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QuantiFERON®-TB Gold In-Tube Performance for Diagnosing Active Tuberculosis in Children and Adults in a High Burden Setting

  • Michala V. Rose ,

    Affiliations Department of International Health, Immunology and Microbiology, University of Copenhagen, Copenhagen, Denmark, Clinical Research Centre, University Hospital Hvidovre, Hvidovre, Denmark

  • Godfather Kimaro,

    Affiliation Muhimbili Medical Research Centre, National Institute for Medical Research, Dar es Salaam, Tanzania

  • Thomas N. Nissen,

    Affiliation Clinical Research Centre, University Hospital Hvidovre, Hvidovre, Denmark

  • Inge Kroidl,

    Affiliations NIMR-Mbeya Medical Research Programme, Mbeya, Tanzania, Department of Infectious Diseases and Tropical Medicine, Klinikum of the University of Munich, Munich, Germany

  • Michael Hoelscher,

    Affiliation Department of Infectious Diseases and Tropical Medicine, Klinikum of the University of Munich, Munich, Germany

  • Ib C. Bygbjerg,

    Affiliation Department of International Health, Immunology and Microbiology, University of Copenhagen, Copenhagen, Denmark

  • Sayoki G. Mfinanga,

    Affiliation Muhimbili Medical Research Centre, National Institute for Medical Research, Dar es Salaam, Tanzania

  • Pernille Ravn

    Affiliation Department for Infectious Diseases, University Hospital Odense, Odense, Denmark

QuantiFERON®-TB Gold In-Tube Performance for Diagnosing Active Tuberculosis in Children and Adults in a High Burden Setting

  • Michala V. Rose, 
  • Godfather Kimaro, 
  • Thomas N. Nissen, 
  • Inge Kroidl, 
  • Michael Hoelscher, 
  • Ib C. Bygbjerg, 
  • Sayoki G. Mfinanga, 
  • Pernille Ravn



To determine whether QuantiFERON®-TB Gold In-Tube (QFT) can contribute to the diagnosis of active tuberculosis (TB) in children in a high-burden setting and to assess the performance of QFT and tuberculin skin test (TST) in a prospective cohort of TB suspect children compared to adults with confirmed TB in Tanzania.


Sensitivity and specificity of QFT and TST for diagnosing active TB as well as indeterminate QFT rates and IFN-γ levels were assessed in 211 TB suspect children in a Tanzanian district hospital and contrasted in 90 adults with confirmed pulmonary TB.


Sensitivity of QFT and TST in children with confirmed TB was 19% (5/27) and 6% (2/31) respectively. In adults sensitivity of QFT and TST was 84% (73/87) and 85% (63/74). The QFT indeterminate rate in children and adults was 27% and 3%. Median levels of IFN-γ were lower in children than adults, particularly children <2 years and HIV infected. An indeterminate result was associated with age <2 years but not malnutrition or HIV status. Overall childhood mortality was 19% and associated with an indeterminate QFT result at baseline.


QFT and TST showed poor performance and a surprisingly low sensitivity in children. In contrast the performance in Tanzanian adults was good and comparable to performance in high-income countries. Indeterminate results in children were associated with young age and increased mortality. Neither test can be recommended for diagnosing active TB in children with immature or impaired immunity in a high-burden setting.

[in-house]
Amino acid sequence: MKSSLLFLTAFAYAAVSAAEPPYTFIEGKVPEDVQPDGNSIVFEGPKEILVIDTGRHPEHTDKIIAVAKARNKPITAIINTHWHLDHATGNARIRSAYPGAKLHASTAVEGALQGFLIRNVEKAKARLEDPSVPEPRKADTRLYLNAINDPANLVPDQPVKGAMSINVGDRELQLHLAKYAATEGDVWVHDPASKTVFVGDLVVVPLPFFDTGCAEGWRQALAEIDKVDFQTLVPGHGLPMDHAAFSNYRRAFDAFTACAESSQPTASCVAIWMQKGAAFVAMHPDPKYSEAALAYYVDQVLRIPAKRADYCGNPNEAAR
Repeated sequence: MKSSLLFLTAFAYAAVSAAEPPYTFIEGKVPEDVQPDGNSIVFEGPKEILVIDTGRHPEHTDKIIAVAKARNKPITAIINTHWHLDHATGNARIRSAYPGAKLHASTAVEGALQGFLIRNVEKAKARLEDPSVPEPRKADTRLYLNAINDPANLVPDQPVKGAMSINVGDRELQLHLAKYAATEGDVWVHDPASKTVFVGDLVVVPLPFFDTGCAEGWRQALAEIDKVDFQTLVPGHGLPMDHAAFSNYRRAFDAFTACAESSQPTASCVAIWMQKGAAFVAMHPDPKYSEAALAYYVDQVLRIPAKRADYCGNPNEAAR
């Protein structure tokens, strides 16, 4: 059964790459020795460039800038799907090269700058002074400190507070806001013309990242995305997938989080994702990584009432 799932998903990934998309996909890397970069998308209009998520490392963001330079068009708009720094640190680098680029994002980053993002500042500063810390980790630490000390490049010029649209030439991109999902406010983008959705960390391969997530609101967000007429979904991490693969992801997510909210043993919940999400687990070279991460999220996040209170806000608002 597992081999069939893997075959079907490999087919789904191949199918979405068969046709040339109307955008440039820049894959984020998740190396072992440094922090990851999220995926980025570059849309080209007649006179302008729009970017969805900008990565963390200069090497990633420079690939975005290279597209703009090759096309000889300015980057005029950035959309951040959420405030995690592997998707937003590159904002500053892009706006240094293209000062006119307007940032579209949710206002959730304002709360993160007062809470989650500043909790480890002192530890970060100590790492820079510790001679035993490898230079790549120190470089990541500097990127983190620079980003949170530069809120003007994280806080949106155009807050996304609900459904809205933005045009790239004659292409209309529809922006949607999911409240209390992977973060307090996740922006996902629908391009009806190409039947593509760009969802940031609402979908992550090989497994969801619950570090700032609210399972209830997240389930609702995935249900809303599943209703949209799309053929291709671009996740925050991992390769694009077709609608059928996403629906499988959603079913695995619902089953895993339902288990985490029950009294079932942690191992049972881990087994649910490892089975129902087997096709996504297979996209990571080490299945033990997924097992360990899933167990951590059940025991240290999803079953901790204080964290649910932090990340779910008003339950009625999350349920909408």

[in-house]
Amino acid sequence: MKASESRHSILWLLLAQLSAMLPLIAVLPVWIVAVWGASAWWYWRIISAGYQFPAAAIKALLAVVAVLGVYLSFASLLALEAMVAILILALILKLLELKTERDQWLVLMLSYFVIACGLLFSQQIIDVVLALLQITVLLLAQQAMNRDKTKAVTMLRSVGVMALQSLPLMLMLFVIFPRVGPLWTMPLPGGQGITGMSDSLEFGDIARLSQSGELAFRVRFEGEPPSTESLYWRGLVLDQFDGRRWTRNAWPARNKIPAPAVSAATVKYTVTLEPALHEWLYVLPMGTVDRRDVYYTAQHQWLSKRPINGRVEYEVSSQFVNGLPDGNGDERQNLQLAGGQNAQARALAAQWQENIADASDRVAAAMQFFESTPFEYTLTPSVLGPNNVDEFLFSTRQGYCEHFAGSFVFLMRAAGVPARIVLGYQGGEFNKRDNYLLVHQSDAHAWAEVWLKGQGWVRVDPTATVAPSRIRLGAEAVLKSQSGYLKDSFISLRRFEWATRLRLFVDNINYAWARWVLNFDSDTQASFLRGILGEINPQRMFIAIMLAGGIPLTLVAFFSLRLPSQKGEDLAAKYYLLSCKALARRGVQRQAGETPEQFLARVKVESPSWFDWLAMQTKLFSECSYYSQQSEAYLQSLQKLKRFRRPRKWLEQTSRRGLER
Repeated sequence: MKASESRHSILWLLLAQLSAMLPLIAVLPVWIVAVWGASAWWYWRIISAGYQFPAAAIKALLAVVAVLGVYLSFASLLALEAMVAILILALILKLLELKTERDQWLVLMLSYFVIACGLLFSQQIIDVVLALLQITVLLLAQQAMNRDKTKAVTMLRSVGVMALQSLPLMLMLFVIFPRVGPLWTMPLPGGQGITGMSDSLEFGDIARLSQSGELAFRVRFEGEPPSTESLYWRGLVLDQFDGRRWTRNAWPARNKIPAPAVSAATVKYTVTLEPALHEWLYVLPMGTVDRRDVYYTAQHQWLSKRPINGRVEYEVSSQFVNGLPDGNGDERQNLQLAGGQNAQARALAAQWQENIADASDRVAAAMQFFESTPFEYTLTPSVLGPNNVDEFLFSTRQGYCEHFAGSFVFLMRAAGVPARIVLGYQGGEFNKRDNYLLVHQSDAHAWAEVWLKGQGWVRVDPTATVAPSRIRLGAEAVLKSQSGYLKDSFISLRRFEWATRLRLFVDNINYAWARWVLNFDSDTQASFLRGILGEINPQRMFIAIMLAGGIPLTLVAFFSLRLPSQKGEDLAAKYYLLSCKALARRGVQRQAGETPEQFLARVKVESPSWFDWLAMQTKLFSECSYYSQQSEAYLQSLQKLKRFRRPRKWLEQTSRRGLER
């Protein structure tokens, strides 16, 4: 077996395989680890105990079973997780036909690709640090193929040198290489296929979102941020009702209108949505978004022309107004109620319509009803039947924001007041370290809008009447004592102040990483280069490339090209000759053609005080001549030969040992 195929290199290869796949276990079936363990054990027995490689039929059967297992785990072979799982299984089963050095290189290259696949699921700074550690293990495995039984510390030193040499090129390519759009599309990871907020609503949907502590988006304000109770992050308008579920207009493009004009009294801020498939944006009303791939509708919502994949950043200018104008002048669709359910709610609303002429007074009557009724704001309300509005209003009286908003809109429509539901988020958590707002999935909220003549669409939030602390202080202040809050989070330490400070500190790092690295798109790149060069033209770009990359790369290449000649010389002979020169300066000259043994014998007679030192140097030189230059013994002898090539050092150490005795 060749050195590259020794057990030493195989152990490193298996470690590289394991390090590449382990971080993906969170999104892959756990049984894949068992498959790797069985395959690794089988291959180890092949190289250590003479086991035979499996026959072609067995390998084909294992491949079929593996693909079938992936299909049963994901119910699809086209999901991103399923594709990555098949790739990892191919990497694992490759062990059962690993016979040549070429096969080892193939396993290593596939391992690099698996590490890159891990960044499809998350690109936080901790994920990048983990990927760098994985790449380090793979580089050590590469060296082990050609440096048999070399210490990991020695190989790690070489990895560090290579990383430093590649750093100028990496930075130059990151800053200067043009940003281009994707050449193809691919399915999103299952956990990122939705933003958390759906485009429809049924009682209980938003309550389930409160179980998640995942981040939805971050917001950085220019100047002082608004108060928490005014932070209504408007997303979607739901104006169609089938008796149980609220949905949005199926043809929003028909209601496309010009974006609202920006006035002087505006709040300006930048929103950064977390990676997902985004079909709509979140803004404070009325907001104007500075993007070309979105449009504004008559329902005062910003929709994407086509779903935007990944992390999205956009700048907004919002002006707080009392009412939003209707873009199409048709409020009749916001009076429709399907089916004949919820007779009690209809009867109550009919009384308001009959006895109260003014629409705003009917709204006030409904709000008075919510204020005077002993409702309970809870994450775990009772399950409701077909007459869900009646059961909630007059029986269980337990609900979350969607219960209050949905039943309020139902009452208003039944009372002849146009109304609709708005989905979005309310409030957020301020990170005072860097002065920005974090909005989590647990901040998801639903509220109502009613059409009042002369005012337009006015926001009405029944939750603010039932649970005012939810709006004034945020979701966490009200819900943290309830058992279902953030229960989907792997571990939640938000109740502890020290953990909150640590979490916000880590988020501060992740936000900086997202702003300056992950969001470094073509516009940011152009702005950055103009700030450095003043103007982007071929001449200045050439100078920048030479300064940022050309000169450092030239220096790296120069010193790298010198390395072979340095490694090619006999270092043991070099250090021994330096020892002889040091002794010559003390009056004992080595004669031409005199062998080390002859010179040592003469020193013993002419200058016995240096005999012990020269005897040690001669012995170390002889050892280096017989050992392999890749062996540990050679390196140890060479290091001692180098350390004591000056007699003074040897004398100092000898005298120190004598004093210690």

The aim of this study was to investigate the potential of the interferon-γ release assay (IGRA) QuantiFERON®-TB Gold In-Tube (QFT) (Cellestis Limited Chadstone, Australia) as a reliable diagnostic tool for physicians in Tanzania, a high TB burden country, with considerable prevalence of HIV and malnutrition, for diagnosing active TB in children.

TB is a major contributor to childhood morbidity and mortality, with children <5 years at highest risk and 40–50% of infected infants developing disease within 1–2 years [1], [2]. However childhood TB is notoriously difficult to confirm, due to its pauci-bacillary nature, and existing tools have limited performance [3].

In TB endemic countries, diagnosis is usually a clinical diagnosis, relying on recognition of clinical features, suggestive chest x-ray (CXR) and if available a positive tuberculin skin test (TST) [4]. However it can be difficult to distinguish between the signs and symptoms of TB, HIV and malnutrition, and CXRs and TST results can be difficult to interpret [5], [6].

QFT relies on M.tuberculosis (MTB) specific T-cell responses, measuring levels of interferon-gamma (IFN-γ) released in whole blood in response to stimulation with the MTB specific antigens: ESAT-6, CFP-10 and TB7.7, indicating past or present infection.

IGRAs are generally more specific than TST, since they do not cross-react with the BCG vaccine, M.avium or most other non-tuberculous mycobacteria (NTM). IGRAs are increasingly being used worldwide as an alternative to, or in conjunction with, TST [7] for diagnosing latent TB and although not directly diagnostic for active TB, IGRAs are often used by clinicians as an additional tool in the diagnosis of active TB [8]. However there is a lack of evidence of the performance in children, especially in young children in a high burden setting [9].

In this study the performance of QFT was assessed in terms of sensitivity, specificity, indeterminate rates, median IFN-γ levels and risk factor analysis for positive and indeterminate results. Performance of TST for diagnosing active TB was included for comparison. Considering the diagnostic challenges in children and difficulties in assuring a gold standard of confirmed TB, adults with confirmed active TB, from the same location, were included as a measure of contrast.

Figure 1. Summary of recruitment and diagnostic classification of children.

* Children without follow-up data were excluded since they could not be classified according to the TB classifications. However one child had culture confirmed TB and could therefore be classified without follow-up data. ** The first 61 QFT results were excluded, when the initial QFT analysis showed very poor response in all the QFT tubes, including the mitogen. This was attributed to incorrect storage in a room reaching temperatures above 30°C. Subsequent tubes were all stored at 5–10°C.